That was Phillip Lane being interviewed yesterday and out opening theme is that the ECB has in fact increased purchases at a time when the debate in the US is about tapering and now Korea has raised interest-rates. I am a little unclear where Mr. Lane is going with a reference to “historical norms” for a policy which only began less then 18 months ago. But in total ECB bond purchases under QE have so far sung along with the Electric Light Orchestra.

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And you and your sweet desire
You took me, oh (higher and higher, baby)
It’s a livin’ thing
It’s a terrible thing to lose
It’s a givin’ thing
What a terrible thing to lose

In fact if we follow his logic and add in the latest economic developments especially coming out of Germany then he will be buying even more bonds.

We’ll have to assess at the September meeting the appropriate calibration for the final quarter of the year, taking into account the movement in market interest rates and the inflation outlook.

Monetary Financing

We can further break that down because Mr.Lane also said something that if we go back 2/3 years would have people shouting from the rooftops.

A second consideration is net bond supply. You cannot think about the volume of the APP independently of the volume of net bond supply.

I am not sure he could admit they are implicitly monetary financing more clearly. Some of you may recall that Governor Bailey of the Bank of England veered in this direction as the pandemic hit last spring but was not this clear as there is also an indication of permanence in the sentence above. That is added to by the next bit.

The relatively high fiscal deficits that we saw last year and this year will not be lasting in the coming years, but the scale of deficits may remain higher than the pre-pandemic levels.

Narrow Money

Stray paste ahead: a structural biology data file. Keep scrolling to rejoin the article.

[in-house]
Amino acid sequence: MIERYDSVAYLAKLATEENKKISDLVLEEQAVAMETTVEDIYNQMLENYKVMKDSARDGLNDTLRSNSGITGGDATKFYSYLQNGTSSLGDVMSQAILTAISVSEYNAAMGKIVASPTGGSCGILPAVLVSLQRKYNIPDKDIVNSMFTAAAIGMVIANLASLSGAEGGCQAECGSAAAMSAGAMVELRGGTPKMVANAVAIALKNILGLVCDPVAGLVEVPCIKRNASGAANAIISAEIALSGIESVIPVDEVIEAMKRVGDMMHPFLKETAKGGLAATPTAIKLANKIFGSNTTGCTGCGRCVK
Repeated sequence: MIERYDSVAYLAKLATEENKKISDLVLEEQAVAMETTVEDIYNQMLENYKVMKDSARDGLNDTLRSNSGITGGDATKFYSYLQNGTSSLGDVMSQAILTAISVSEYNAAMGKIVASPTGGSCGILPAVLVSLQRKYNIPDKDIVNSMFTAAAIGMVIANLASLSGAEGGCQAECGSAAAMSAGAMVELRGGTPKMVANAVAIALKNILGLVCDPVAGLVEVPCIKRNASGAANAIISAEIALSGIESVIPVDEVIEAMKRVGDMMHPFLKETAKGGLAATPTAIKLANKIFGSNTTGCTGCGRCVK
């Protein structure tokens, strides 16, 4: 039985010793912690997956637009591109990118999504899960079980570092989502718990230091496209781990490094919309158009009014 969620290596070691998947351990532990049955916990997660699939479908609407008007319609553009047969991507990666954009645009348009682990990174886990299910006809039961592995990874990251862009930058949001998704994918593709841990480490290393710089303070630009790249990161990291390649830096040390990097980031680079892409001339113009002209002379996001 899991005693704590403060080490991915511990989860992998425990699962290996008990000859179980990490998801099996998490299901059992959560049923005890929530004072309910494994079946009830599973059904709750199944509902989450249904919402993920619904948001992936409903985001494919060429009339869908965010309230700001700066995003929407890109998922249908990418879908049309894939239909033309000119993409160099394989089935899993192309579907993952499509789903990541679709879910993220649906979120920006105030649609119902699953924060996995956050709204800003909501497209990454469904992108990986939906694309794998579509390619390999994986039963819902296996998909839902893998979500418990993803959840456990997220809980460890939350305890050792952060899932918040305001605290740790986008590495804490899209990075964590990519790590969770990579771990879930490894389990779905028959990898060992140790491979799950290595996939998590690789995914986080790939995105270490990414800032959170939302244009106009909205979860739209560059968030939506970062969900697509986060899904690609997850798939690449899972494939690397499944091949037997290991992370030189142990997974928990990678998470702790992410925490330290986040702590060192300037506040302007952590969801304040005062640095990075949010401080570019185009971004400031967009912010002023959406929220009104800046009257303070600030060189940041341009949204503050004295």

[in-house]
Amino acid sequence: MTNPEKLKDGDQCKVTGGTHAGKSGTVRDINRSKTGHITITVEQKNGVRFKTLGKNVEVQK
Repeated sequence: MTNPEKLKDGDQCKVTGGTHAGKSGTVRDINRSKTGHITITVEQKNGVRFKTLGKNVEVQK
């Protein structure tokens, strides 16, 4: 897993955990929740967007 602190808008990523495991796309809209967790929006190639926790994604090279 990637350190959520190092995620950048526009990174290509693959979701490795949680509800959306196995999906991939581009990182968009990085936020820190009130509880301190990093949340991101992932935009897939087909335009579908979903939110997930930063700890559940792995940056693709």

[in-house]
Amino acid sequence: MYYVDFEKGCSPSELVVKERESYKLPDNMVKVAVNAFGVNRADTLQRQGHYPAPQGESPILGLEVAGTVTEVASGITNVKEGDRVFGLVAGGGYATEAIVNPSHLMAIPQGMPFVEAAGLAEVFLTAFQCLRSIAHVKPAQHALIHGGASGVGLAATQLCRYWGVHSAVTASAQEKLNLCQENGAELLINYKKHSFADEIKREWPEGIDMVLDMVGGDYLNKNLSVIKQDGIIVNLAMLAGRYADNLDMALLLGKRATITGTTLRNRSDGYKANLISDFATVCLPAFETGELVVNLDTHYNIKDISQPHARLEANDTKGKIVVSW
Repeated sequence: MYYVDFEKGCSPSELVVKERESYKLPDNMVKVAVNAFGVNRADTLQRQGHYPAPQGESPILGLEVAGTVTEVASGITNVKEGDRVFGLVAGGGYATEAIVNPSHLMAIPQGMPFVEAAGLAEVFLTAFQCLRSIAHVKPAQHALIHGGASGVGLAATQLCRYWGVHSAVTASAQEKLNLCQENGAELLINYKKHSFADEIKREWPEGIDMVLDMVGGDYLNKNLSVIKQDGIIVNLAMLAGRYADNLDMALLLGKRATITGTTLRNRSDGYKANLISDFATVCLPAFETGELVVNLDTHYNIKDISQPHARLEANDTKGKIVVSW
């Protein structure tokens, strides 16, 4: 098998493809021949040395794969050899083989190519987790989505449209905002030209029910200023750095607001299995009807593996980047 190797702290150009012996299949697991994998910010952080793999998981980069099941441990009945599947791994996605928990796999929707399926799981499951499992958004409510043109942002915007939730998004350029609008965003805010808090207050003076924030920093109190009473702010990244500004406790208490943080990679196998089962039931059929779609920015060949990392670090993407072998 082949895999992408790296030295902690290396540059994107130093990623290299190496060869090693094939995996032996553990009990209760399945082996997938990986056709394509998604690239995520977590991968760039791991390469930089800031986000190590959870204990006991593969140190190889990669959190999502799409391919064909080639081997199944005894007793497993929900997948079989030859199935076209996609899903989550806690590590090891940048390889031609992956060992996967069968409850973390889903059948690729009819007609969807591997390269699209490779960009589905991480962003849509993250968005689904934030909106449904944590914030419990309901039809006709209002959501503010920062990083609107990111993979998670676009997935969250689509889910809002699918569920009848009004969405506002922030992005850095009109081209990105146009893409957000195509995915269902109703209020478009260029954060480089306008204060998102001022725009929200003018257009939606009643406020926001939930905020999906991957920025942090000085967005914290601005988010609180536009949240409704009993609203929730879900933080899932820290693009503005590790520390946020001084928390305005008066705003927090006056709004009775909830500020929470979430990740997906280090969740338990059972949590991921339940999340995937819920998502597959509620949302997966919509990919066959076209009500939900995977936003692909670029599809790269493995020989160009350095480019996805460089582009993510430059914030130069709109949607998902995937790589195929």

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The growth rate here also fell back in annual terms.

The annual growth rate of the narrower aggregate M1, which comprises currency in circulation and overnight deposits, decreased to 11.0% in July from 11.8% in June.

However the monthly rise is similar if we look back over the past six months with one exception which was June’s 121 billion. So we are seeing a pretty direct consequence of the bond buying which creates cash on this measure when we allow for the fact that some months will have 5 weeks of buying and others only 4.


We find ourselves in a position where the same situation is being responded to in about as many ways as are possible right now.  We see Korea raising interest-rates in what was called “normalisation”. We see the US discussing a reduction in the rate of bond purchases. We see the Euro area suggesting bond purchases will be higher for longer. I have not mentioned interest-rate cuts because the area that might ( Euro) is obviously nervous about doing so without the protection of an official digital coin.

But as I pointed out the scenarios are similar as he are the producer price numbers for Europe from earlier this month.

In June 2021, industrial producer prices rose by 1.4% in both the euro area and the EU, compared with May 2021,
according to estimates from Eurostat, the statistical office of the European Union. In May 2021, prices increased by
1.3% in the euro area and by 1.4% in the EU.

You might think it would be affecting currencies more, but it is not the only factor in play